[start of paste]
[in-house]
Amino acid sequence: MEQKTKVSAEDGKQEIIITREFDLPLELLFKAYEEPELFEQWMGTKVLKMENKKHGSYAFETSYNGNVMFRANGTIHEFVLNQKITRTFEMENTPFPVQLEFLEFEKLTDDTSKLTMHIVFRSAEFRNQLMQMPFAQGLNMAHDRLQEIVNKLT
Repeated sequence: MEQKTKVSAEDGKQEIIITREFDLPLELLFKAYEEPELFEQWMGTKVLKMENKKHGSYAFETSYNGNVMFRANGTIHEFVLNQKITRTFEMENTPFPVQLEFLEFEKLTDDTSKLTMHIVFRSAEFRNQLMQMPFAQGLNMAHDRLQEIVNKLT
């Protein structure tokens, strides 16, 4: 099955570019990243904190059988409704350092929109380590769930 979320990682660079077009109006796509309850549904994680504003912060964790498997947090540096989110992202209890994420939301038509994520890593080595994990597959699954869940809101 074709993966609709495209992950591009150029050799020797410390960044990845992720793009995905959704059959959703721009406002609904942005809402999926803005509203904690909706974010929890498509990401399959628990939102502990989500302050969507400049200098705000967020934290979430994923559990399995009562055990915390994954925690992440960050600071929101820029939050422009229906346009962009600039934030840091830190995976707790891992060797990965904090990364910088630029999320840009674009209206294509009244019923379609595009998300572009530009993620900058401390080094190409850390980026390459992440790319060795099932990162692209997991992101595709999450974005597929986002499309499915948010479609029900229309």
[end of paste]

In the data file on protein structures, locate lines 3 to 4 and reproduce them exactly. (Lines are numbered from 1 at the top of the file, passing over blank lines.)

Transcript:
Repeated sequence: MEQKTKVSAEDGKQEIIITREFDLPLELLFKAYEEPELFEQWMGTKVLKMENKKHGSYAFETSYNGNVMFRANGTIHEFVLNQKITRTFEMENTPFPVQLEFLEFEKLTDDTSKLTMHIVFRSAEFRNQLMQMPFAQGLNMAHDRLQEIVNKLT
């Protein structure tokens, strides 16, 4: 099955570019990243904190059988409704350092929109380590769930 979320990682660079077009109006796509309850549904994680504003912060964790498997947090540096989110992202209890994420939301038509994520890593080595994990597959699954869940809101 074709993966609709495209992950591009150029050799020797410390960044990845992720793009995905959704059959959703721009406002609904942005809402999926803005509203904690909706974010929890498509990401399959628990939102502990989500302050969507400049200098705000967020934290979430994923559990399995009562055990915390994954925690992440960050600071929101820029939050422009229906346009962009600039934030840091830190995976707790891992060797990965904090990364910088630029999320840009674009209206294509009244019923379609595009998300572009530009993620900058401390080094190409850390980026390459992440790319060795099932990162692209997991992101595709999450974005597929986002499309499915948010479609029900229309």